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Friday Roundup

Roundup

Cannabis industry, fooled me, questions abound, investigative fees and expenses, survey says, scrutiny alert, and for the reading stack.

It’s all here in the Friday roundup.

Cannabis Industry

This recent FBI public recording states: “As an increasing number of states change their marijuana legislation, the FBI is seeing a public corruption threat emerge in the expanding cannabis industry. States require licenses to grow and sell the drug—opening the possibility for public officials to become susceptible to bribes in exchange for those licenses.”

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Friday Roundup

Roundup

Good lord, scrutiny alert and updates, across the pond, and for the reading stack. It’s all here in the Friday roundup.

Good Lord

Here is how Rep. Jackie Speier (an individual with a law degree) described the Foreign Corrupt Practices Act on a recent CNN program – “It is a requirement that anyone doing business with a foreign entity make sure that none of the money that comes into a project has been laundered.”

Good lord, get it right or stop talking about the FCPA.

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Lisa Osofsky (Director Of U.K. Serious Fraud Office) Speaks On A Variety Of Topics

osofsky

U.S. enforcement officials are not the only ones who speak at FCPA conferences hosted by for-profit conference firms. (See here). “Foreign officials” do as well.

So let’s see, the conference firms are “domestic concerns” under the FCPA, a speaking slot is a thing of value, the foreign law enforcement official is a “foreign official,” and the thing of value to the foreign official helps drive attendance to the conference firm’s paid event. But, I digress.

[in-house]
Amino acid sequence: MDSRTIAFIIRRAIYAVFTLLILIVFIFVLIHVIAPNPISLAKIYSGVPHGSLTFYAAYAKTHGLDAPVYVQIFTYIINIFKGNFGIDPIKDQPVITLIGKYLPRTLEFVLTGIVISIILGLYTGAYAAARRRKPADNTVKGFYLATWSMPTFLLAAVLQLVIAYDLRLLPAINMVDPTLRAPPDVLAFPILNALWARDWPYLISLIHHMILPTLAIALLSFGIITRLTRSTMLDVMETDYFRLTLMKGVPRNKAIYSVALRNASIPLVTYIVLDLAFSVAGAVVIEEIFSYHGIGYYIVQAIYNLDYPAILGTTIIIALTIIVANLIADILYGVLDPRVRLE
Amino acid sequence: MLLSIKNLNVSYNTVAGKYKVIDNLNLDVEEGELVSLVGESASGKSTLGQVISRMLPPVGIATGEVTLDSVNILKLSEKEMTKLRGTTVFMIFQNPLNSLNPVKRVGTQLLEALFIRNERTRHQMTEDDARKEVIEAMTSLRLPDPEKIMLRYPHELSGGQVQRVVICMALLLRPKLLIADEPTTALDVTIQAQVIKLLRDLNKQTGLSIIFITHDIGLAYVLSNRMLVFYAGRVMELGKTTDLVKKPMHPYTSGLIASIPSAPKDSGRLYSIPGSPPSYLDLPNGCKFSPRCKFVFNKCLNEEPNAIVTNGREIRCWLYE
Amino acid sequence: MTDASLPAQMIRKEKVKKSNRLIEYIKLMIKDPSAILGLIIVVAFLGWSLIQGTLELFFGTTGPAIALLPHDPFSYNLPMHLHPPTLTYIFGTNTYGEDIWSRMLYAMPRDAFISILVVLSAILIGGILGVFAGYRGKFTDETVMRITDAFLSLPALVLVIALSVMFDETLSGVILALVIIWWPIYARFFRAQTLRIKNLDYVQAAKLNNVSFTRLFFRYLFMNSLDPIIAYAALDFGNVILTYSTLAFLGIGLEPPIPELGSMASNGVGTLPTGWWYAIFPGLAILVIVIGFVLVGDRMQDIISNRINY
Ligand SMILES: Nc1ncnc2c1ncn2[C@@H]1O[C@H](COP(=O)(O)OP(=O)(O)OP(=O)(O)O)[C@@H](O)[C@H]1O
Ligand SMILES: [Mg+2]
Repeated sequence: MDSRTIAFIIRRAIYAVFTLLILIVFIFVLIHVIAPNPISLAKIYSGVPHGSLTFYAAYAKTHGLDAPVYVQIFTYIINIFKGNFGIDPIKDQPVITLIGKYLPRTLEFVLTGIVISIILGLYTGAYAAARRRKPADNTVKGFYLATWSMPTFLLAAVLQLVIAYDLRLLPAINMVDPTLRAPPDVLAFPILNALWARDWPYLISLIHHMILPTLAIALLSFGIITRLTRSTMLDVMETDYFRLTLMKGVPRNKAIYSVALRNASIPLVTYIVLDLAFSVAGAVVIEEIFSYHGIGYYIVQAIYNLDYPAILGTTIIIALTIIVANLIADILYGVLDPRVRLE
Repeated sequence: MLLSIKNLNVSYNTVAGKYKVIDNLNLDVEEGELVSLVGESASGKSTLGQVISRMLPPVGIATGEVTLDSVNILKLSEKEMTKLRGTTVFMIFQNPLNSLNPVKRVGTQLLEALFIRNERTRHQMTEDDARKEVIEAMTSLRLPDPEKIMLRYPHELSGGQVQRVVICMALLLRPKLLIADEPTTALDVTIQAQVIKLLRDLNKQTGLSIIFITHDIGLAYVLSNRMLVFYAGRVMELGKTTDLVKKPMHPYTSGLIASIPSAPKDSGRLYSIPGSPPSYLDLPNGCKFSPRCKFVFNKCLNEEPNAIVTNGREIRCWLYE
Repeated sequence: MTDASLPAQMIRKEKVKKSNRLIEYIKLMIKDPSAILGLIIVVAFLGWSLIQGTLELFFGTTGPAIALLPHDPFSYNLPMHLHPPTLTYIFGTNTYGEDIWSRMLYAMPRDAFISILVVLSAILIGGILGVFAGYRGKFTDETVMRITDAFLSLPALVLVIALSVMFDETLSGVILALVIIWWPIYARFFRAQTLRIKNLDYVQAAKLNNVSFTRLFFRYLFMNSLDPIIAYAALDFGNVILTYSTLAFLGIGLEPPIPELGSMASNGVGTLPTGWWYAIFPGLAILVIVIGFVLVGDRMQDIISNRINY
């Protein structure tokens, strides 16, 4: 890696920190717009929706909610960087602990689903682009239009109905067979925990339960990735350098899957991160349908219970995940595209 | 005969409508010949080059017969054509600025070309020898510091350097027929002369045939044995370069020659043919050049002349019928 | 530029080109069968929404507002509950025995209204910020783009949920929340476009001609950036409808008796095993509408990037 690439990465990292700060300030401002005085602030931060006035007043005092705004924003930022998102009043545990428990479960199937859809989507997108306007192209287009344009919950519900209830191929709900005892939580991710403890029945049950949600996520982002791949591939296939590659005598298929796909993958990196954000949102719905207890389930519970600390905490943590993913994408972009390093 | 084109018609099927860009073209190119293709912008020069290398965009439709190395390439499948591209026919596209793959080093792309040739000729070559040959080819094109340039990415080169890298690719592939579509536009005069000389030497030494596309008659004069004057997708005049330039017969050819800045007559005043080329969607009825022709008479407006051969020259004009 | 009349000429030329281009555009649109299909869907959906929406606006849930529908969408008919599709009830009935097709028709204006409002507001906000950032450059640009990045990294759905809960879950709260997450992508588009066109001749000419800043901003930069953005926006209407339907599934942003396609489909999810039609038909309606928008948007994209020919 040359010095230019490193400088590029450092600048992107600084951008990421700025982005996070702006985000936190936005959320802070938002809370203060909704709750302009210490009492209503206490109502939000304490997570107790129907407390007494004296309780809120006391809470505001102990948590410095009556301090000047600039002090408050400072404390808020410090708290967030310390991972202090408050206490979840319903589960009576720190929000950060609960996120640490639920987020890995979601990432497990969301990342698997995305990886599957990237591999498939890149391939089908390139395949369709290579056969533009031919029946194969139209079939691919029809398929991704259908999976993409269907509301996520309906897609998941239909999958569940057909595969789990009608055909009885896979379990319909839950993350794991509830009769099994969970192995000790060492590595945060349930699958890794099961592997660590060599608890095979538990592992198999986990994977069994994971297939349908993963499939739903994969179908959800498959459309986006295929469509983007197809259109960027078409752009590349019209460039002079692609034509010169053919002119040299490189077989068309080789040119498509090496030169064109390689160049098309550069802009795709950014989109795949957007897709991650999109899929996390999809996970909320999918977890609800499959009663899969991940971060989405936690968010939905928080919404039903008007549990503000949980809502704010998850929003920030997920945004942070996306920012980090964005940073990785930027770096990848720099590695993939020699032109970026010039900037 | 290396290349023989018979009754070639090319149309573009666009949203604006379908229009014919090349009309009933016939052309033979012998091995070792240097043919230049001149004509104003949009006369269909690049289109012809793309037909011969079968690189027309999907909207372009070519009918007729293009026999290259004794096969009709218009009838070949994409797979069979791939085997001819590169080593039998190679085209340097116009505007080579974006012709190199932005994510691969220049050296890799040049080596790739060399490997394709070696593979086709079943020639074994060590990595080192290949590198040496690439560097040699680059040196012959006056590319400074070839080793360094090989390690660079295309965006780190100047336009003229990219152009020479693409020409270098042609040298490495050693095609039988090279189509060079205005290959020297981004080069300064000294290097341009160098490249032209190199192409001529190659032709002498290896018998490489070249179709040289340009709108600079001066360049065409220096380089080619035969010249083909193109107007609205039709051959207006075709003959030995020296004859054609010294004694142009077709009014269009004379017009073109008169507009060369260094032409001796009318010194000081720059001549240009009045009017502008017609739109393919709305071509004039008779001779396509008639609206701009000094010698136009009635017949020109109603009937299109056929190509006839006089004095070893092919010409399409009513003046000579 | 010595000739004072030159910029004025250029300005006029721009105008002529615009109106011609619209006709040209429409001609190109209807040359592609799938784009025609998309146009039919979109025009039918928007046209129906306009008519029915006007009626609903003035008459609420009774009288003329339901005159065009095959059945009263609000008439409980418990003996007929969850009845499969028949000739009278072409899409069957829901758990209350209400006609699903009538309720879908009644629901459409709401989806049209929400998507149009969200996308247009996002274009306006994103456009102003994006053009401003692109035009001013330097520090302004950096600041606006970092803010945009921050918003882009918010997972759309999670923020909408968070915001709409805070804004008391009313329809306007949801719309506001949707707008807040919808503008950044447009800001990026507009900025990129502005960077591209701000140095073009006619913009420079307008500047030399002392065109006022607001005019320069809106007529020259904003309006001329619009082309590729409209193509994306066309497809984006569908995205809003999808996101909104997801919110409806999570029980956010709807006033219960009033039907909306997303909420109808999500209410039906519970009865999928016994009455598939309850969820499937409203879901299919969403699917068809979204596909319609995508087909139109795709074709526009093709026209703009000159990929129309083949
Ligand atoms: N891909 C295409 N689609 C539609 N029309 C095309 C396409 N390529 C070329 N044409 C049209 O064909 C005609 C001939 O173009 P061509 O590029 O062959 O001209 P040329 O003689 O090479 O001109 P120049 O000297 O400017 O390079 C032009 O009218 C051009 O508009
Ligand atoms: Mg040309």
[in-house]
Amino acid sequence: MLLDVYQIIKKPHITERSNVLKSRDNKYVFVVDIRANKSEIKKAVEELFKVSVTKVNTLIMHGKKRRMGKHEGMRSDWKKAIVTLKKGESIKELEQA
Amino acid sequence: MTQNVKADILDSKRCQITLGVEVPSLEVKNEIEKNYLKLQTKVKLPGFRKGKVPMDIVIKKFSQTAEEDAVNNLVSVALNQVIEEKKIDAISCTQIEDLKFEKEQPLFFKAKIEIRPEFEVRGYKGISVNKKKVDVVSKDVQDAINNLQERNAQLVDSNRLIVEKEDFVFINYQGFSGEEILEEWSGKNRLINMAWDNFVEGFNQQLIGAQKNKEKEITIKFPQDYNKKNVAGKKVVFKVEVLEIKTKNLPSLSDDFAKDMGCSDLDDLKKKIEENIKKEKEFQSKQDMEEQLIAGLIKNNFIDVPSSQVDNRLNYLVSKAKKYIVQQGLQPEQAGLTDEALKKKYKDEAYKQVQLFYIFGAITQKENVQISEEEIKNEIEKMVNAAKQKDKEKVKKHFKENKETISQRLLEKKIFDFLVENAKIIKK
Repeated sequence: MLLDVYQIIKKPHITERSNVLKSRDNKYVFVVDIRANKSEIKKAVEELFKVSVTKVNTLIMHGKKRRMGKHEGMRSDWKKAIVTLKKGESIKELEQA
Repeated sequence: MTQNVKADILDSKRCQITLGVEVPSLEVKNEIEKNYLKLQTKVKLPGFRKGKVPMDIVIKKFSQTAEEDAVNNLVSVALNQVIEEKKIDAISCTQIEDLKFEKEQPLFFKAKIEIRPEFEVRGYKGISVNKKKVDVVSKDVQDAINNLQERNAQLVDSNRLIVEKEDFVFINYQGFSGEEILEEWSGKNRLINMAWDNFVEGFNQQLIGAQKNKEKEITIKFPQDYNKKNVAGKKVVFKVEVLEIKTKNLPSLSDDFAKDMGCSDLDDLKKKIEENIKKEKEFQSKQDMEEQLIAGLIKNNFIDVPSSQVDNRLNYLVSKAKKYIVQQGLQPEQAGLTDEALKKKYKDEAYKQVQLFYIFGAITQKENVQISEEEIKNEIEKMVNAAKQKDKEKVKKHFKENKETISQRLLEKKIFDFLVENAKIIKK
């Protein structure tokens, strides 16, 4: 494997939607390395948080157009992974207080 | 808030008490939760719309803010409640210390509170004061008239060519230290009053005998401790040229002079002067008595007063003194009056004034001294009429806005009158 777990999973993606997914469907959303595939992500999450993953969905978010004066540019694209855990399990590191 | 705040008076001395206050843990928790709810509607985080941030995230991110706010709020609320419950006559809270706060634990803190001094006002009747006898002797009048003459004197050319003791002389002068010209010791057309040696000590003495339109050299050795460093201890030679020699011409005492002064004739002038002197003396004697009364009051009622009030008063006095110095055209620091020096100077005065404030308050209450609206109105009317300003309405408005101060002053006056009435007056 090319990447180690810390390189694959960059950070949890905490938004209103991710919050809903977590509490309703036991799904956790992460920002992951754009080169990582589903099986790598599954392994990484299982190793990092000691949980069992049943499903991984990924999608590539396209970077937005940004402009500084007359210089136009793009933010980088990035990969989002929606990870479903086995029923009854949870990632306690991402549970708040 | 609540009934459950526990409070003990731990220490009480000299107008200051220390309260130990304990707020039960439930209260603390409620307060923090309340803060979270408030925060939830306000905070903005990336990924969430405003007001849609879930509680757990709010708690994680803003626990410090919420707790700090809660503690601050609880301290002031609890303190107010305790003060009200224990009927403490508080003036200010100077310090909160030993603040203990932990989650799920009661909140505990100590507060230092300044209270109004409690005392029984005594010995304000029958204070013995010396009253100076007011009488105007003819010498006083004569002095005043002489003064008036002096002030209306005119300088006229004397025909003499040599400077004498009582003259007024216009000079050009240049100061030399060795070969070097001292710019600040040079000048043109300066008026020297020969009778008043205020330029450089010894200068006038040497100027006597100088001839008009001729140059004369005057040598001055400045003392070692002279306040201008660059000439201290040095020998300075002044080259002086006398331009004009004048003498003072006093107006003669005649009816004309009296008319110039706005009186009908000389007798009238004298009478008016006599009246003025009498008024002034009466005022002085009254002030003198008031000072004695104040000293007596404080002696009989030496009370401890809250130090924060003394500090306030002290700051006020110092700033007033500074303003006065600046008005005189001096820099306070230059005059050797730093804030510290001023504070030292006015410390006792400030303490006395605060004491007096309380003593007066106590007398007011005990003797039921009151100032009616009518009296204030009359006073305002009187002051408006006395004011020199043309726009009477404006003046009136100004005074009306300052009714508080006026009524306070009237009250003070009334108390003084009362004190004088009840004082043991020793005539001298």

Recently, Lisa Osofsky (Director of the U.K. Serious Fraud Office) delivered this speech at an FCPA conference and touched upon the following topics: SFO priorities, international cooperation, corporate cooperation and integrity, and the SFO’s use of technology.

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Friday Roundup

Roundup

Interesting, across the pond, non-profit scrutiny, and for the reading stack. It’s all here in the Friday roundup.

Interesting

The DOJ’s FCPA’s Corporate Enforcement Policy states:

“When a company has voluntarily self disclosed misconduct in an FCPA matter, fully cooperated, and timely and appropriately remediated … there will be a presumption that the company will receive a declination absent aggravating circumstances involving the seriousness of the offense or the nature of the offender. Aggravating circumstances that may warrant a criminal resolution include, but are not limited to, involvement by executive management of the company in the misconduct; a significant profit to the company from the misconduct; pervasiveness of the misconduct within the company; and criminal recidivism.”

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